Once the spirit is dispatched, Kujaku is free to investigate the beach, where he learns that the local sailors are being picked off by a huge fish. The trail eventually leads Kujaku to a battle with a sea siren who, upon defeat, tells him to go to Mt. Hiei. And so Kujaku promptly departs south...back to Mt Koya to report to his Master, this time overshooting Mt. Hiei by a whopping 93 miles, only to travel the 93 miles back immediately after checking in. This guy, I swear.
Eventually, once Kujaku goes where he’s supposed to go, he gets swept up in a plot by the Iwato Clan of Izumo to revive the great serpent Yamata no Orochi. Kujaku must retrieve the legendary sword Kusanagi to put a stop to their plans once and for all. If you know your Shinto mythology, you’ll recognize that the game is basically a simplified retelling of the story of Susano-o.
Simplistic as its engine is, Kujaku-Oh still manages to be clunky as hell. Simple menu navigation is never enough to make progress with, so more often than not the player will be required to investigate individual parts of the scenery by moving a small, slow-moving cursor around the screen. Kujaku’s hit points and stats are not on screen during battle, requiring the player to press select if they care to keep track of them.
And, in true 80s ADV style, the game contains not one but two confusing maze sequences! The endgame is capped off with a huge pyramid maze, but a smaller maze is encountered early on in the form of sailing around Shimonoseki Bay. The game is merciful enough to provide in-game maps for both of these sequences, but it’s a small kindness, especially in the case of the sailing sequence: The sailing map itself is a 5x5 square grid on the open waters, but the player is tasked with diving into the sea at specific points to uncover three buried treasures. The map gives no indication as to where the player should be diving, and random encounters plague Kujaku at nearly every step of the way. Have fun diving into any one of 25 possible spots! And by the way, winning random encounters doesn’t net you any experience or items in this game. Fun stuff!
Prolific fan translator The Snark released many patches for obscure Famicom ADVs throughout 2008 and 2009, but Kujaku-Oh isn’t one of their stronger pieces. Sentences are short and occasionally somewhat nonsensical, but this could be due to constraints in the size of the ROM. Regardless, I’m thankful for their hard work translating so many weird little games, several of which we’ll be looking at in due course.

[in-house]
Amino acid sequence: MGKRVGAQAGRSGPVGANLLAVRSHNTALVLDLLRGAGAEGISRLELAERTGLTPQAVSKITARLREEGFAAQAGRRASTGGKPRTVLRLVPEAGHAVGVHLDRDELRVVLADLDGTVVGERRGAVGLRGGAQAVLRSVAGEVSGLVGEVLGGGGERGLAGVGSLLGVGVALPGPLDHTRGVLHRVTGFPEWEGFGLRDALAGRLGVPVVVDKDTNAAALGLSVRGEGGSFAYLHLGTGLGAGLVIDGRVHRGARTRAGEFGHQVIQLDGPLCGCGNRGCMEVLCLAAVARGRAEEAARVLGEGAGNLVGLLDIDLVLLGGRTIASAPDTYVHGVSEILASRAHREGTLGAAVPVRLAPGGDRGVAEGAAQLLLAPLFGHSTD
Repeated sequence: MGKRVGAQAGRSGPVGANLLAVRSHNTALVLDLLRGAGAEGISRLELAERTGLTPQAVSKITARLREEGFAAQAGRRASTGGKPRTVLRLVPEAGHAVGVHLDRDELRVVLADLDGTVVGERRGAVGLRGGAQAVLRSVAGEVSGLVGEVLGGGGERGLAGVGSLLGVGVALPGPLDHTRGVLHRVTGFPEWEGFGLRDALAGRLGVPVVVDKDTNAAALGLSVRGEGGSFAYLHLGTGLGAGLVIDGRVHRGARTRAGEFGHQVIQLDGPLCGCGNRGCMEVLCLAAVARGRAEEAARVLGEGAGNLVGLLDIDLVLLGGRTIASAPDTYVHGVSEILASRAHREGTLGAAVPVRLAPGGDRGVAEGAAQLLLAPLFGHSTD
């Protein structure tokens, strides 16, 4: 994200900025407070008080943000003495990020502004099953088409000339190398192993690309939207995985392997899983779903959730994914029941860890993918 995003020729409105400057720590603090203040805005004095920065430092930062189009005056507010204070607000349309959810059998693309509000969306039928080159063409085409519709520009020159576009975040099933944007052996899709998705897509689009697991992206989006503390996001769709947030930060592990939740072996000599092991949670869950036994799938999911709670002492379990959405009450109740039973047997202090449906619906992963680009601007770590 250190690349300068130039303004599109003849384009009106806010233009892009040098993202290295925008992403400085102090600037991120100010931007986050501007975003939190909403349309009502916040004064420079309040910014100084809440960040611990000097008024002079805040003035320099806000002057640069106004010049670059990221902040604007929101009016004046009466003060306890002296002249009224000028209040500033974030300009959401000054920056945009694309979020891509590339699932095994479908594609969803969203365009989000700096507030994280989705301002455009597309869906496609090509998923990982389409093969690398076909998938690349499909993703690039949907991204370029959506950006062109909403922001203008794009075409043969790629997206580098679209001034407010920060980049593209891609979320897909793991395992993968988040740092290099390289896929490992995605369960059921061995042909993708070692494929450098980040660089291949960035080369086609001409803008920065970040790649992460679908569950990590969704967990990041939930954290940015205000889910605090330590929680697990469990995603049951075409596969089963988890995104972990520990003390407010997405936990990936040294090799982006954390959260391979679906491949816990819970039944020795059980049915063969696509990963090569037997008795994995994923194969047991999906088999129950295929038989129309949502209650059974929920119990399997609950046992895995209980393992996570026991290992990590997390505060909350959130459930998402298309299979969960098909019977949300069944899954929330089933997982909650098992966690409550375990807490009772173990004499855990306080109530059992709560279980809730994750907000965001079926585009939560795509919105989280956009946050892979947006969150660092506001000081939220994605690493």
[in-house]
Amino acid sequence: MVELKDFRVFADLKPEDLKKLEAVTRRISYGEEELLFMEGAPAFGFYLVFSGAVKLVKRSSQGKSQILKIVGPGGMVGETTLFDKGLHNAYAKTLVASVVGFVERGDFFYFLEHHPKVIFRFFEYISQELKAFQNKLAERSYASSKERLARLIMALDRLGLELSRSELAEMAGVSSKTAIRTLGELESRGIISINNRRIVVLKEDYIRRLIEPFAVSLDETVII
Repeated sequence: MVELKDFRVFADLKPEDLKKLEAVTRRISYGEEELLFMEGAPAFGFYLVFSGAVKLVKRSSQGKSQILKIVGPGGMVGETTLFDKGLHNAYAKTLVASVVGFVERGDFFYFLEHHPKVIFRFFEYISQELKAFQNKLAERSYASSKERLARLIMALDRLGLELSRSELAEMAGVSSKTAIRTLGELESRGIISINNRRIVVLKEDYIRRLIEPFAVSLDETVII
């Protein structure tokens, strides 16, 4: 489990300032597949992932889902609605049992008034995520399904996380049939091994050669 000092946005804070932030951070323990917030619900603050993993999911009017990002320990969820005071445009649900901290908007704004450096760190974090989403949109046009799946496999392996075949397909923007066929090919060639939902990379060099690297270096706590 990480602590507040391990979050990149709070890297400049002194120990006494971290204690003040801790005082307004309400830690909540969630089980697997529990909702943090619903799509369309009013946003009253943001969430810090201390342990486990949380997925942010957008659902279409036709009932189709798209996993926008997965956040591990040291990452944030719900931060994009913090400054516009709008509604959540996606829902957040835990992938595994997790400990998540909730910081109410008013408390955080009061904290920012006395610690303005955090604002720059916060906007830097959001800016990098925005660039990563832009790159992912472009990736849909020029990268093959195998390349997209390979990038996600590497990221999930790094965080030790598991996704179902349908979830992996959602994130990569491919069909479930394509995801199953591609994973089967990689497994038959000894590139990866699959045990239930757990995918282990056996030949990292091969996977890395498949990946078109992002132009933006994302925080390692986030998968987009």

Kujaku-Oh was also released on MSX in 1988. The colors are a bit more vibrant and the music far more tolerable in that version, but the game is more-or-less identical. What’s not identical, though, is Sega’s port to the Mark III/Master System that same year. This version actually got released in the west under the name Spellcaster, with all references to the source material scrubbed away, and “weird Japanese stuff” like yakisoba neatly localized as spaghetti.
Due to Sega’s bizarre insistence on programming virtually every Master System title themselves, Kujaku-Oh was rebuilt in-house from the ground up, sporting all new graphics and music. The game follows the same general plot but with a key difference: Instead of JRPG-style battles, the ADV scenes are punctuated with side-scrolling action sequences, not unlike Kenseiden. The end result isn’t very fun, but it’s certainly more enjoyable than the shallow battles of its siblings.
Sega’s reimagining does make some changes to the game’s general progression: For example, Kujaku bypasses the unnecessary side trip to Wakasa Beach in favor of heading straight to Mt Hiei. As well he should, but I must admit I was slightly saddened to see this bizarre chunk of story completely excised. The world itself comes across as slightly blander, too; gone are the present-day cities of the Famicom/MSX, it’s all temples, rural villages and wilderness here. The end result feels more like a period piece than a story set in modern times.
So! Famicom, MSX, Master System, Kujaku-Oh, Spellcaster. No matter what way you slice it, it’s a pretty bland licensed ADV.